1-amino-4-guanidinobutane (AGB)

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AGB_200x314.jpg
AGB_struct_200.jpg
COMMON NAMES:Agmatine2+, 1-amino-4-guanidinobutane (AGB)
IUPAC NAME:4-Aminobutyliminomethanediamine
FORMULA:C5H14N4
SMILES STRING:NCCCCNC(N)=N
MW:130.192
pK1:12.5
pK2:9
CAS:2482-00-0
LINKS: HMDB
KEGG
Notes: AGB is commercially available as a sulfate salt from Sigma-Aldrich at 97-99% purity. The major contaminant is usually arginine. AGB is a divalent cation at physiological pH, but the charges are at opposite ends of the molecule: +CCCC+

About AGB / Agmatine

(from Marc RE, M Kalloniatis, and BW Jones. 2005 Excitation mapping with the organic cation AGB2+. Vision Research, 45: 3454-3468)

Guanidinium ions and guanidinium analogues are a well-established family of organic channel permeant cations (Balasubramanian, Lynch, & Barry, 1995; Dwyer, Adams, & Hille, 1980; Larramendi, Lorente de No, & Vidal, 1956; Tasaki, Watanabe, & Singer, 1966). Their permeation is based on a very compact, resonance-stabilized cation: C+(NH2)3. In the case of R-C+(NH2)2 derivatives, efficient aldehyde trapping and hapten conjugation can be achieved if the R group contains reactive amino groups. Fig. 1 illustrates the atomic dimensions of hydrated sodium ions (Datta & Iyengar, 1991), the guanidinium cation (GU), 1-amino-4-guanidobutane (AGB or agmatine, the natural decarboxylation product of arginine), and L-2-amino-5-guanidino-pentanoate (ARG, arginine itself). At physiological pH, AGB is a divalent cation due to its separately protonated guanidine and amino groups, while arginine is a net monovalent cation due to its additional carboxylate group. AGB likely behaves as a monovalent species in terms of initial microscopic channel interactions with the guanidinium head, but a divalent species in terms of macroscopic charge transfer. AGB is produced at extremely low levels in the mammalian nervous system and non-quantitative fluorescence imaging suggests that most of it is associated with very sparse neuronal terminals in cortex and spinal cord (Fairbanks et al., 2000). Indeed, there is a large literature on agmatine (AGB) as an endogenous imidazole receptor agonist (e.g., Raasch, Schafer, Chun, & Dominiak, 2001) and anti-inflammatory agent (Fairbanks et al., 2000), but the levels associated with these functions are clearly far below the millimolar values used in our flux experiments (see discussion in Marc, 1999b). On theoretical grounds at least, aldehyde-trapped intracellular guanidines should be quantitative reporters of time-integrated neuronal cation currents. This dependence on and compatibility with glutaraldehyde cross-linking in particular means that guanidine reporters could potentially provide high spatial resolution. If guanidine fluxes are predominantly coupled to signaling processes through neuronal depolarization, we can provisionally refer to such reporter detection as an excitation history.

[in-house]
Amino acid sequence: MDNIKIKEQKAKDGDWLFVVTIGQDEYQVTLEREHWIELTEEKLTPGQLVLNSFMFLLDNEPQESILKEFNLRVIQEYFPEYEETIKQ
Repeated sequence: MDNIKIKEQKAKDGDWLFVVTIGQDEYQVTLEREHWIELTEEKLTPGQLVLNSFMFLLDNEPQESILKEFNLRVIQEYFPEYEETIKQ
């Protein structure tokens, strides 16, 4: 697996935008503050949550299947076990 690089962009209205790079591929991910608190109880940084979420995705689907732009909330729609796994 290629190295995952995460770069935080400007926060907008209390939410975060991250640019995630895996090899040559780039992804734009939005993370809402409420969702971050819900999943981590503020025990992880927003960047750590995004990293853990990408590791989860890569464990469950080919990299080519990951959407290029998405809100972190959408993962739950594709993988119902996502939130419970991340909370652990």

AGB_1.png